If you’re buying RAM for a new computer or even considering upgrading, you’ll probably want to know how to squeeze more speed out of your memory sticks.
DDR4 3200 MHz and 3600 MHz are two common memory frequencies, so it’s a good baseline.
I’ll cover RAM clock speed, capacity, latency, and everything else you should account for before picking up new RAM for your computer.
How Are 3200MHz and 3600MHz Different?
The main difference between DDR4 3200 and 3600 MHz RAM is their rated clock speeds, but it doesn’t make a significant difference in practice.
Despite the 400 MHz frequency gap, you’ll unlikely feel the speed difference unless you require finely-tuned RAM.
In a nutshell, DDR4 3200 MHz RAM is an adequate speed for casual browsing, professional use, and gaming. You’ll only need DDR4 3600 RAM if you want to game faster.
RAM, RAM Speeds, and Other Terms Explained
I’ll start with their meanings. In case you didn’t know, RAM stands for “Random Access Memory” and is a vital system component.
RAM makes your computer run, whether running DDR4 3200 or 3600. This short-term data storage holds data and uses it to display things quickly, like when you’re switching between tabs.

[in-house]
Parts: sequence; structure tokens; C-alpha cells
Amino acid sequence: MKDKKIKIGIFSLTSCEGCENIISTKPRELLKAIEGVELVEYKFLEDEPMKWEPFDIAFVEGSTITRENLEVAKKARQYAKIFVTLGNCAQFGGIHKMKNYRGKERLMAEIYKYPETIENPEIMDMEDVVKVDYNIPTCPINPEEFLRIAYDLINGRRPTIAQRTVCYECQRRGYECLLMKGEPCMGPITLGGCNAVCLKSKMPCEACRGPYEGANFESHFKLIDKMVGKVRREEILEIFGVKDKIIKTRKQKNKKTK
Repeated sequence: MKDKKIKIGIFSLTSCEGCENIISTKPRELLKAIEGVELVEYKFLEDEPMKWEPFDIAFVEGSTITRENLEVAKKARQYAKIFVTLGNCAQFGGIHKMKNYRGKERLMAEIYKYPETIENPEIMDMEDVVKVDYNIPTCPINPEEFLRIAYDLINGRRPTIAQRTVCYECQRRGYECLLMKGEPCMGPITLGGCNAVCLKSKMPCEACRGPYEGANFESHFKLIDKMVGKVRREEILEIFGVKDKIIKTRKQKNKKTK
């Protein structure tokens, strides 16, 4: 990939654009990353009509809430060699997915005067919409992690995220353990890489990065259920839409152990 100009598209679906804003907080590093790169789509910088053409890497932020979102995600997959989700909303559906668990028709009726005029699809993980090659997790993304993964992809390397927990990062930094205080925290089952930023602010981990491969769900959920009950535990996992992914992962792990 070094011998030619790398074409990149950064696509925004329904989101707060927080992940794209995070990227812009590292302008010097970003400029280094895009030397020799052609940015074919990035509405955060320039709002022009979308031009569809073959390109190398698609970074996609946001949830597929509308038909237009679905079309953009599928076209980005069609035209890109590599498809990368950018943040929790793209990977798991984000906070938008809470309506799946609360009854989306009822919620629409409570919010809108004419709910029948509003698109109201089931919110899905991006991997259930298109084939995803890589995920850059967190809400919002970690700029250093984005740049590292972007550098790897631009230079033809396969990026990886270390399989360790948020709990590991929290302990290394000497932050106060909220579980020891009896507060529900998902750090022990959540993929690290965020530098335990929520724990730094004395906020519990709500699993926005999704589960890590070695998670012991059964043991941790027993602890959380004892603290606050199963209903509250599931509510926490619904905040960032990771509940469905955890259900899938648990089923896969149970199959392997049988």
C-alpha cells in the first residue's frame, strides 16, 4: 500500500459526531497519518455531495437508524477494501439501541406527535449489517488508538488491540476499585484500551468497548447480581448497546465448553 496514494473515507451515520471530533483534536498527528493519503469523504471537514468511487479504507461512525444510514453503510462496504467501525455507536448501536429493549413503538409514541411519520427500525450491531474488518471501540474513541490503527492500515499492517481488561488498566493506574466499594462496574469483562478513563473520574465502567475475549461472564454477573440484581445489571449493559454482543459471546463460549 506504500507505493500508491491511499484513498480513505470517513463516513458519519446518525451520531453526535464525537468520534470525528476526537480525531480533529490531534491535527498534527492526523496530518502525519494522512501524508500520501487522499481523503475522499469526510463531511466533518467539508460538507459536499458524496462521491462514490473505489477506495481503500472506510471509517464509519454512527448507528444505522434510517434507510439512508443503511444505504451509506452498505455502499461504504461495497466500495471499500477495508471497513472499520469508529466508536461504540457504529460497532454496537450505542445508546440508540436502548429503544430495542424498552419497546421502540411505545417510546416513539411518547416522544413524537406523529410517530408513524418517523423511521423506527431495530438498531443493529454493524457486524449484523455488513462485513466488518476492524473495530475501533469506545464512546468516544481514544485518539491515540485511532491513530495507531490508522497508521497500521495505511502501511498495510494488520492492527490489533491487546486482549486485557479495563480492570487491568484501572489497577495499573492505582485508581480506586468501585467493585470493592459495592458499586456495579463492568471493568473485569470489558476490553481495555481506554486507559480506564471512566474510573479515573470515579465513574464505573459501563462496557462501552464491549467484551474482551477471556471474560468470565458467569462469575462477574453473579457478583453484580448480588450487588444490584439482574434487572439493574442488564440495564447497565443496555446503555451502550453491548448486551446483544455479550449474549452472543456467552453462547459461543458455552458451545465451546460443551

Next, there’s your RAM’s “speed.” If you hear “speed,” it refers to your RAM’s frequency. For simplicity’s sake, many people combine the words when discussing.
RAM frequency is typically measured in MHz or Megahertz. If your RAM runs at 1 MHz, it processes 1 million cycles/second.
MHz is not to be confused with MT/s, though they’re sometimes used interchangeably.
What About Mega Transfers?
MT/s stands for “Mega transfers per second” and is a more modern definition. MHz and MT/s were the same with older memory modules, but this changed with DDR RAM.
Because of the “Double” in DDR, its MT/s is twice the MHz. I’ll try to explain to make it easier.
RAM marketed as “3600 MHz” is running at 1800MHz, but is capable of 3600 mega transfers per second. Since 1800 X 2 = 3600, that’s how the memory speed is listed.
Clock speed measures how much data your RAM can process at once, regardless of what you’re doing, whether gaming, browsing, or streaming videos.